The Yorkshire Film Archive collects, preserves, and shows film made in, or about Yorkshire. Our collections are non-fiction, dating from the 1890s to the present day, and providing a rich and visually compelling record of all aspects of lives, cultures, landscape, industries, major events and everyday activities, many of which are available to watch, free of charge, on our website.
This film is part of Free
Village of Wray After the Floods 1967
The freak flash flooding in the village of Wray wreaks havoc.
From the collection of:
Sweeping away buildings, bridges and vehicles, the sheer force of the River Roeburn in the 1967 flood brings devastation to the village of Wray on the Lancashire/Yorkshire border. Piles of rubble, dilapidated buildings and remaining pools of muddy waters are captured on film by local amateur film maker, Eddie Percy.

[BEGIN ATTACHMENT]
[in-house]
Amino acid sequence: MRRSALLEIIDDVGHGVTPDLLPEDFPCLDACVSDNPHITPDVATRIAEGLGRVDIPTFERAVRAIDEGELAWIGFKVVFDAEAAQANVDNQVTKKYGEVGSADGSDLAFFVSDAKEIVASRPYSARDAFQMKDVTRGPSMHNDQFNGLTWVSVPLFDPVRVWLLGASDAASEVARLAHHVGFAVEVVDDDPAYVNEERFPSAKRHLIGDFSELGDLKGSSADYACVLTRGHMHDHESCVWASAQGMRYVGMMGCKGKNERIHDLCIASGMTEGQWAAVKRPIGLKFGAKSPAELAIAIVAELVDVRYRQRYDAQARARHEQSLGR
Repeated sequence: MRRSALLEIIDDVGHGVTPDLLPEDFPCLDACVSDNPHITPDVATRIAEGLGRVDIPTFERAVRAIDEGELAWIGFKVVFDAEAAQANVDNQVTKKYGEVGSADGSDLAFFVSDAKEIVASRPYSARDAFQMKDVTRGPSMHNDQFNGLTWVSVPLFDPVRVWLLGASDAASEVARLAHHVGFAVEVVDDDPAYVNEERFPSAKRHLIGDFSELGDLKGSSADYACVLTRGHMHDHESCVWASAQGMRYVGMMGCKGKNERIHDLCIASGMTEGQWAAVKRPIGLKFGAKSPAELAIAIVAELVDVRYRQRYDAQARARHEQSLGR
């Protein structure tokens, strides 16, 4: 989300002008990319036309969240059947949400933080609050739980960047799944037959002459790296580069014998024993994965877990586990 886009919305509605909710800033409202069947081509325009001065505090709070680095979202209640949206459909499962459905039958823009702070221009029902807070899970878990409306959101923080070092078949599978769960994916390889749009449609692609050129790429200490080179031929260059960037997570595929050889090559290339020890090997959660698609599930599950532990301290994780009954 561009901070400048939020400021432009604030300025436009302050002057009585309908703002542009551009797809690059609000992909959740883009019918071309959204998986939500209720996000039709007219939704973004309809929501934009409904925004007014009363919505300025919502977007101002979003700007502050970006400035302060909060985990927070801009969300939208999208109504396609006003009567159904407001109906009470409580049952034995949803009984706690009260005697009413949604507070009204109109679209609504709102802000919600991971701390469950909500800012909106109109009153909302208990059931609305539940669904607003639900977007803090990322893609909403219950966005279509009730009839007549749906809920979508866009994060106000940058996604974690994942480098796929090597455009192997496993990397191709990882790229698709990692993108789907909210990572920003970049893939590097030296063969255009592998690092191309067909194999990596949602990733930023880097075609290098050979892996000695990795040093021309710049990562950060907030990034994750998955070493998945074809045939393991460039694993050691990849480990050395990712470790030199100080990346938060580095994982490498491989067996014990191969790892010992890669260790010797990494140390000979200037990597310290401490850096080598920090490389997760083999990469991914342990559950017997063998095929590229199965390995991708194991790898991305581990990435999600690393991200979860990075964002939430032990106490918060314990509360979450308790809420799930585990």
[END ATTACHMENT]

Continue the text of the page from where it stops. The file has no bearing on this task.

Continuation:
During the summer storms of 1967, almost a quarter of the buildings in Wray, North Lancashire, were damaged, though miraculously no residents were harmed. The natural disaster is now represented through the ‘Millennium Mosaic’ in the village, which has been placed on the site where many houses were destroyed. Eddie Percy, who recorded the aftermath on film, lived and worked in Settle, North Yorkshire, and shot the material as part of his continued interest in filming local events to share with local audiences. The second and third parts of this film record the famous Appleby Fair and a pram race in Settle Market Square.